If you suffer an injury accident, you can file a claim against the at-fault party. But how do you enforce a claim for someone who died in an accident? Texas (as well as every other state) resolves this situation by allowing certain people to file a wrongful death claim.
Table of Contents
The Legal Elements of a Wrongful Death Claim
A legal element is a fact that you must prove to win your claim. To win a Texas wrongful death claim, you must prove the following legal elements:
- An injury caused someone’s death;
- Someone’s misconduct caused the injury (either doing something wrong or failing to do something they should have done) and
- The deceased victim would have qualified to file a personal injury lawsuit if they had lived over the incident that caused the injury.
Under Texas’s wrongful death law, a fetus is considered a person, and its failure to be born alive generates a wrongful death claim if someone’s misconduct caused it.
The Standard of Proof
If the at-fault party’s misconduct constituted a crime, they might face criminal prosecution. In a criminal trial, the standard of proof is “beyond a reasonable doubt.” This is a challenging standard to meet. By contrast, in a civil lawsuit such as a wrongful death claim, the standard of proof is “a preponderance of the evidence.”
A preponderance of the evidence means that the claimant’s evidence outweighs the defendant’s evidence, even if only by a small amount. The “preponderance of the evidence” standard is sometimes called the “more likely than not” standard. You can win under this standard even if you can only prove your case with a 51% certainty.
Suppose Texas prosecuted the defendant for the victim’s death, but the defendant wins an acquittal. You might imagine you have no chance of winning your lawsuit against the defendant. However, this isn’t the case.
The ”preponderance of the evidence” standard is much easier to meet than the “beyond a reasonable doubt” standard. Consequently, you can win a lawsuit against someone who has already won an acquittal in criminal court for the same conduct. The highly publicized O.J. Simpson trials in the 1990s were excellent examples of this disparity.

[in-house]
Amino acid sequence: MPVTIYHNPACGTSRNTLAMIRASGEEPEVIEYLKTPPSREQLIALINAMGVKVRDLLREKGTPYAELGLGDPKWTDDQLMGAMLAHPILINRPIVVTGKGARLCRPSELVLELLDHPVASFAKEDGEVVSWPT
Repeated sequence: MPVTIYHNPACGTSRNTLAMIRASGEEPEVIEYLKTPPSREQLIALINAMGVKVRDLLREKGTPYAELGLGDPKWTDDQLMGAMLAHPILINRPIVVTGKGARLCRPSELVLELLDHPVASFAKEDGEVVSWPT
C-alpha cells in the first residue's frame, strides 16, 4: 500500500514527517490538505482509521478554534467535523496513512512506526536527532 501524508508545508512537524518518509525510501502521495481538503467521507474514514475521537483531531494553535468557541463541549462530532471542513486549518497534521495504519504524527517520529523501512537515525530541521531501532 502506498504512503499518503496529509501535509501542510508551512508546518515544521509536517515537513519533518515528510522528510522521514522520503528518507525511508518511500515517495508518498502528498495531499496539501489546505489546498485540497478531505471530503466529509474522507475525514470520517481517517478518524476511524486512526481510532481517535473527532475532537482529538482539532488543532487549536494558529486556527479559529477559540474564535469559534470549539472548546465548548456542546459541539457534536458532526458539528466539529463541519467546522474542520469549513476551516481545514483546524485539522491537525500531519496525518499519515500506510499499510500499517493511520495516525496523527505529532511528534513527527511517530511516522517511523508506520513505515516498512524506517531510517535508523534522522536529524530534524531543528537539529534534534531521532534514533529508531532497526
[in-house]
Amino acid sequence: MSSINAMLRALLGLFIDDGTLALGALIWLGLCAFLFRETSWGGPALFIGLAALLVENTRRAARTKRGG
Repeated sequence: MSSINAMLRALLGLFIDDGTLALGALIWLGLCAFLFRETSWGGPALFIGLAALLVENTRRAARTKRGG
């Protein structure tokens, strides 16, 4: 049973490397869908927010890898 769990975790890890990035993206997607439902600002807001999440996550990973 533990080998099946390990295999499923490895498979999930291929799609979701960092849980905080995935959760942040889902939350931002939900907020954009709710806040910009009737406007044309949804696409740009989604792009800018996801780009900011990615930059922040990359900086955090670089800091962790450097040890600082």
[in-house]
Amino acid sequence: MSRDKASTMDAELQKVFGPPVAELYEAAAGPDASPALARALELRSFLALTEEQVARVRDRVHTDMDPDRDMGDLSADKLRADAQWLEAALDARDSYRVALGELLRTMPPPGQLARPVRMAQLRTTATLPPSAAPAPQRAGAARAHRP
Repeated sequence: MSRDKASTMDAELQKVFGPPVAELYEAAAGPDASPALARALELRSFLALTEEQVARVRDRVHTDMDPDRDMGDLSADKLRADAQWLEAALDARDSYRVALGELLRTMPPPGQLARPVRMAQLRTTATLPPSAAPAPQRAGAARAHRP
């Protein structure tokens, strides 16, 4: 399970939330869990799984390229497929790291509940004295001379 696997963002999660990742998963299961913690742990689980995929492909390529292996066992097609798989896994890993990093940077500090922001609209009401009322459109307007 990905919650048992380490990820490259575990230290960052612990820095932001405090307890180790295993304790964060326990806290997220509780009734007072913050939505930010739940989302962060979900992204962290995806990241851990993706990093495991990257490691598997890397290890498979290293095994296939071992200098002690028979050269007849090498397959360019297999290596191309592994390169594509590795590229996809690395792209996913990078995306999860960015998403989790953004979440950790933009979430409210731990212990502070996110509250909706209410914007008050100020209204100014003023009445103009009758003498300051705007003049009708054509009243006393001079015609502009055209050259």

Who Can File a Wrongful Death Claim?
To file a wrongful death claim, you must have standing to sue. Under Texas wrongful death law, the following parties have standing to sue:
- The surviving spouse, children, and parents of the deceased victim; or
- The personal representative (executor) of the victim’s probate estate (only if eligible relatives fail to file a wrongful death lawsuit within three months of the victim’s death).
No matter who files the lawsuit, the court will apportion damages to all of the relatives listed above.
The primary purpose of filing a wrongful death lawsuit is to collect damages. Following is a list of some of the damages available in a Texas wrongful death claim:
- The deceased victim’s lost earnings (for the remainder of their life expectancy);
- The surviving family members’ loss of “care, maintenance, services, support, advice, and counsel”;
- The surviving family members’ psychological pain and anguish;
- The surviving family members’ loss of “love, companionship, comfort, and society”; and
- The victim’s beneficiaries’ projected lost inheritance.
Like the three legal elements listed above, you must prove your damages by a preponderance of the evidence.
Contact a Wrongful Death Lawyer
It is much more difficult to prove a claim than to assert it. Fortunately, proving claims is what victims’ personal injury lawyers do for a living. To prove a wrongful death claim, you must comply with strict rules of civil procedure and evidence.
You might settle a minor car accident claim without a lawyer. Don’t try this with a wrongful death claim. Wrongful death claims tend to be large, and defendants fight hard to avoid paying large claims. You can be sure that the defendant will hire a lawyer.
Contact Our Wrongful Death Law Firm in Austin, TX
3101 Bee Caves Rd #301, Austin, TX 78746, United States